The play initially feels like it might be about the decision itself, examining all the (supposed) moral implications of lending one's "scan card" to another so they can have your baby credit (you only get one, like in China), but it isn't—Macy says yes quite quickly over lunch then orders a drink. Instead of a moral investigation into the desire of an author to bring her opus into the light, and the illegal acts she must commit to do so (which could have been amazingly tense), there is merely a slightly exotic story about getting a book published in the future and the fact that editors want authors to do line edits. Did I mention that it's the last book ever to be published in print?
The manuscript in question deals with the fact that humans have been systematically divided into blue-collar and white-collar classes by the evil RSS (feed?). Or, in the world created by Healy and "the Transition," Keepers and Tradepacks—try and guess which is which. The novel-in-the-play follows the life and death of a Tradepack (trade paperback?), even though (gasp!) Macy has never even met a Tradepack. This small detail provides a little food for thought as Healy questions how an author becomes qualified to write about her subjects (is imagination enough?), but it doesn't justify the parallel story of the Tradepack who kills her ailing mother with a knitting needle, thereby sparking a revolution.
The scenes between Laura the line editor and Macy are the most fun to watch, and perhaps say the most about the craft of writing and the publishing industry, as the two sit locked in editorial deathmatches at the office over a Makers Mark bottle (I guess whiskey will stand the test of time) and a giant laptop (I thought things were supposed to get smaller in the future?). Laura sees Macy's book as a treatise on oppression and just what the revolution needed to goad the Tradepacks into revolt and overthrow the evil RSS regime. But Macy feels that she has merely told a story, albeit a really good one, and although it's obvious to the audience, will not admit that she hasn't done any research or even talked to one of those other people living across the river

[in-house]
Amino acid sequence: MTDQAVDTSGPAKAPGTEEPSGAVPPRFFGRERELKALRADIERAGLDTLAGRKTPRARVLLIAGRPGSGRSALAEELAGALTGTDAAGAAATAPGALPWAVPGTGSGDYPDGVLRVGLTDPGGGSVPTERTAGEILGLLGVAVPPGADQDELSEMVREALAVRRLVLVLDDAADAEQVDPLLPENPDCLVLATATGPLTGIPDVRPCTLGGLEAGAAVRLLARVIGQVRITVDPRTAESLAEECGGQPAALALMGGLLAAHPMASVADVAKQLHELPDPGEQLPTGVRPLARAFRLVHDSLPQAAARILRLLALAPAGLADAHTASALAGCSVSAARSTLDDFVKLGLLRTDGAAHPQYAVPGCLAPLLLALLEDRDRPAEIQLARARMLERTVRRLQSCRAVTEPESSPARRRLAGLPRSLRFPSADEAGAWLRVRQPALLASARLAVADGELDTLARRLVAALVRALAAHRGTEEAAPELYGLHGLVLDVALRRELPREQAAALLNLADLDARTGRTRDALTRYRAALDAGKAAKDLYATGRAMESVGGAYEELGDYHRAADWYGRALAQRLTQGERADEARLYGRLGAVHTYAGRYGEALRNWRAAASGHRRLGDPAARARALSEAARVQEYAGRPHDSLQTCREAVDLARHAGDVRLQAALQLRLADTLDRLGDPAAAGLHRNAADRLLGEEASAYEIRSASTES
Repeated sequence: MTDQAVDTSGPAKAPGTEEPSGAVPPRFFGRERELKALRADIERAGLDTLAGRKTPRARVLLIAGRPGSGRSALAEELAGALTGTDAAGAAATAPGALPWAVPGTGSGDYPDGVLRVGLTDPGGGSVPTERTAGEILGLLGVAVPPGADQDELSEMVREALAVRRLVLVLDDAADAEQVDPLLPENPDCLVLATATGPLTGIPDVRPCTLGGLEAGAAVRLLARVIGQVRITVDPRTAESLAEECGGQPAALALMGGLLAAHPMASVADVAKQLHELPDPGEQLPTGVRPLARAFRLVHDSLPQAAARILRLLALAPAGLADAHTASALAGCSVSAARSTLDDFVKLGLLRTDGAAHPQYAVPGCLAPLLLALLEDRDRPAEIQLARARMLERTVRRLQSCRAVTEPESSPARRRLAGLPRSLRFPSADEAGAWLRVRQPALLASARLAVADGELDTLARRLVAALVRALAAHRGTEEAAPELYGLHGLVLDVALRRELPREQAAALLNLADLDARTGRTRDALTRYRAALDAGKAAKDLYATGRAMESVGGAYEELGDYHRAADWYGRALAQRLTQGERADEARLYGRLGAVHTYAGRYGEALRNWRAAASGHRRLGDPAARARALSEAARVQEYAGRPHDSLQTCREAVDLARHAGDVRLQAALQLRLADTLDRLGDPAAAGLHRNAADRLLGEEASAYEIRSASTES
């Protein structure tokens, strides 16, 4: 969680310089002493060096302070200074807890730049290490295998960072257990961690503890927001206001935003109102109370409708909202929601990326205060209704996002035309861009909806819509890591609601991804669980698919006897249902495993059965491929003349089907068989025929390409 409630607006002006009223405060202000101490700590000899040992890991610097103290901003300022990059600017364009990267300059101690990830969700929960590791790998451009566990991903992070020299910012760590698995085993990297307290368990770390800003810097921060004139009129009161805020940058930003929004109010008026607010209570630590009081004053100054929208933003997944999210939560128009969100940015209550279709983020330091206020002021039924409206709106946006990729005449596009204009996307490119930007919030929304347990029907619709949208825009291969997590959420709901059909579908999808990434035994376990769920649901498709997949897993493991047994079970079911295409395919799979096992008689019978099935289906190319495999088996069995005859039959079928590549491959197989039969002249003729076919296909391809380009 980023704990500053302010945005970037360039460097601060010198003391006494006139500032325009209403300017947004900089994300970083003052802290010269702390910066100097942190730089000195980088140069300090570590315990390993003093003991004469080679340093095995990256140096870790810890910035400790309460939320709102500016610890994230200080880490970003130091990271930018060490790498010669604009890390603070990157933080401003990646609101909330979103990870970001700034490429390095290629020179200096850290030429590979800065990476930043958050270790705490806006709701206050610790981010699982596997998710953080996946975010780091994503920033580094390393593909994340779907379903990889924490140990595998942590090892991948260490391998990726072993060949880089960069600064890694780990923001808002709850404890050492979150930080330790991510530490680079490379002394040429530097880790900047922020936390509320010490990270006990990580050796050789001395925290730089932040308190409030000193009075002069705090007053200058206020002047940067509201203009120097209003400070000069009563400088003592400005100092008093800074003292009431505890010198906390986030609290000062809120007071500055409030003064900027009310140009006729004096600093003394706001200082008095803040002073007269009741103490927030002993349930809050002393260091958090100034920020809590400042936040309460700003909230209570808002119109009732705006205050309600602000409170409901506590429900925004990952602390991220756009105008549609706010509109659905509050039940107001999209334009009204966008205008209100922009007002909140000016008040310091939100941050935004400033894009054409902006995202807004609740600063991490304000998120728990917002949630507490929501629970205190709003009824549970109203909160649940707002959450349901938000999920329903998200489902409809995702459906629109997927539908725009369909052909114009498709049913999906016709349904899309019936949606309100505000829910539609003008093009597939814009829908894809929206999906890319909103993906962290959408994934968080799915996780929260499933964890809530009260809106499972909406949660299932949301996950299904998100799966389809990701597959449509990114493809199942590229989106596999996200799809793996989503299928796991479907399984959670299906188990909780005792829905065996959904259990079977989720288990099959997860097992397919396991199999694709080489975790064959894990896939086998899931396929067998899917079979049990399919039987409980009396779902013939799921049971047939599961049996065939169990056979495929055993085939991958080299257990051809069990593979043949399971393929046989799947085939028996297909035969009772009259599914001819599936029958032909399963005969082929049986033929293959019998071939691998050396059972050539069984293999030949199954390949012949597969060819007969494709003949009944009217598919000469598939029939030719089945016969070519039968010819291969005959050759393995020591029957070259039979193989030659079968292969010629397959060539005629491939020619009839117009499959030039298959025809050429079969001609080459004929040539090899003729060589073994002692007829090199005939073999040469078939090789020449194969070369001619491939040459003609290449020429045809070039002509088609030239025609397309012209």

. Is Macy legit?
Laura then throws in the suggestion that in order for the story to really work it needs to be changed and perhaps integrated into a full body three-dimensional immersion download format, to which Macy (like any good writer) responds by getting drunk and falling asleep. The artist's intentions are questioned and then change is suggested, and we are left asking ourselves which would be better, to reach the entire public with a multi-media bombardment (the one what will start a revolution) or stay true to form and function and put out a lame old book. Even though this will be the last book ever published, the editors have already moved on and as Laura commandeers Macy's talk show appearance—explaining the"'experience" of the novel to the host—we realize that in this jaded world, not unlike our own, you will most assuredly reach more people if you expand past the printed page.
The set of What Once We Felt
is minimal and reminds of the inside of a ships hull, done in vinyl siding that runs down into a backyard deck. The lighting is all purples, blues, and black lights, with the occasional spot here and there, as well as a cheap projection screen up high and stage right. Director Ken Rus Schmoll